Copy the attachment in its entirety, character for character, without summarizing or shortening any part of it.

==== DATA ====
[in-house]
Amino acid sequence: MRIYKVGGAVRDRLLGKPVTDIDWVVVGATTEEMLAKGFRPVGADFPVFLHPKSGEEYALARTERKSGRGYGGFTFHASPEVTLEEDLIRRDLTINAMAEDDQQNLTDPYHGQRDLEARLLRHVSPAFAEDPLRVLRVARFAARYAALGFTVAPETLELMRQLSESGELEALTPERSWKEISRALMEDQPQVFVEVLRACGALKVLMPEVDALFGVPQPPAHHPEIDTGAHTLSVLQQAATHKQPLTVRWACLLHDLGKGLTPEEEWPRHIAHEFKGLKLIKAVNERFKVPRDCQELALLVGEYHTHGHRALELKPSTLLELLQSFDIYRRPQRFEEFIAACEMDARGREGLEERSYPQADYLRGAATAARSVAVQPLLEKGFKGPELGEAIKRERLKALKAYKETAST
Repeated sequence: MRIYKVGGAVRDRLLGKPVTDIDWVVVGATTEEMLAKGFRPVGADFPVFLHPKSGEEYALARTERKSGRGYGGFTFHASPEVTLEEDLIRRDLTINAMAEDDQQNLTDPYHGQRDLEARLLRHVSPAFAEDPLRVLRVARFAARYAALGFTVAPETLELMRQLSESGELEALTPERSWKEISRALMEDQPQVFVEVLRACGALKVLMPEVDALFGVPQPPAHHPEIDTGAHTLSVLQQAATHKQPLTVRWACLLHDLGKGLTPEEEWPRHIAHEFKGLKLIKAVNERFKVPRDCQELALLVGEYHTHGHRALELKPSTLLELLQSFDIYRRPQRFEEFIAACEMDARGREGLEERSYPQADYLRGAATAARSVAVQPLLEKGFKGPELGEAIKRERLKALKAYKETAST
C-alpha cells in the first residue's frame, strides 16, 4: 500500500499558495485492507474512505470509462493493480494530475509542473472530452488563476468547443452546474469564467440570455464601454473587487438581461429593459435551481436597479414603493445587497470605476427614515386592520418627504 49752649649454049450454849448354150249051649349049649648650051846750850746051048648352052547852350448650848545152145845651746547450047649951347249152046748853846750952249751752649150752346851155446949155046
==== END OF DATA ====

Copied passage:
[in-house]
Amino acid sequence: MRIYKVGGAVRDRLLGKPVTDIDWVVVGATTEEMLAKGFRPVGADFPVFLHPKSGEEYALARTERKSGRGYGGFTFHASPEVTLEEDLIRRDLTINAMAEDDQQNLTDPYHGQRDLEARLLRHVSPAFAEDPLRVLRVARFAARYAALGFTVAPETLELMRQLSESGELEALTPERSWKEISRALMEDQPQVFVEVLRACGALKVLMPEVDALFGVPQPPAHHPEIDTGAHTLSVLQQAATHKQPLTVRWACLLHDLGKGLTPEEEWPRHIAHEFKGLKLIKAVNERFKVPRDCQELALLVGEYHTHGHRALELKPSTLLELLQSFDIYRRPQRFEEFIAACEMDARGREGLEERSYPQADYLRGAATAARSVAVQPLLEKGFKGPELGEAIKRERLKALKAYKETAST
Repeated sequence: MRIYKVGGAVRDRLLGKPVTDIDWVVVGATTEEMLAKGFRPVGADFPVFLHPKSGEEYALARTERKSGRGYGGFTFHASPEVTLEEDLIRRDLTINAMAEDDQQNLTDPYHGQRDLEARLLRHVSPAFAEDPLRVLRVARFAARYAALGFTVAPETLELMRQLSESGELEALTPERSWKEISRALMEDQPQVFVEVLRACGALKVLMPEVDALFGVPQPPAHHPEIDTGAHTLSVLQQAATHKQPLTVRWACLLHDLGKGLTPEEEWPRHIAHEFKGLKLIKAVNERFKVPRDCQELALLVGEYHTHGHRALELKPSTLLELLQSFDIYRRPQRFEEFIAACEMDARGREGLEERSYPQADYLRGAATAARSVAVQPLLEKGFKGPELGEAIKRERLKALKAYKETAST
C-alpha cells in the first residue's frame, strides 16, 4: 500500500499558495485492507474512505470509462493493480494530475509542473472530452488563476468547443452546474469564467440570455464601454473587487438581461429593459435551481436597479414603493445587497470605476427614515386592520418627504 49752649649454049450454849448354150249051649349049649648650051846750850746051048648352052547852350448650848545152145845651746547450047649951347249152046748853846750952249751752649150752346851155446949155046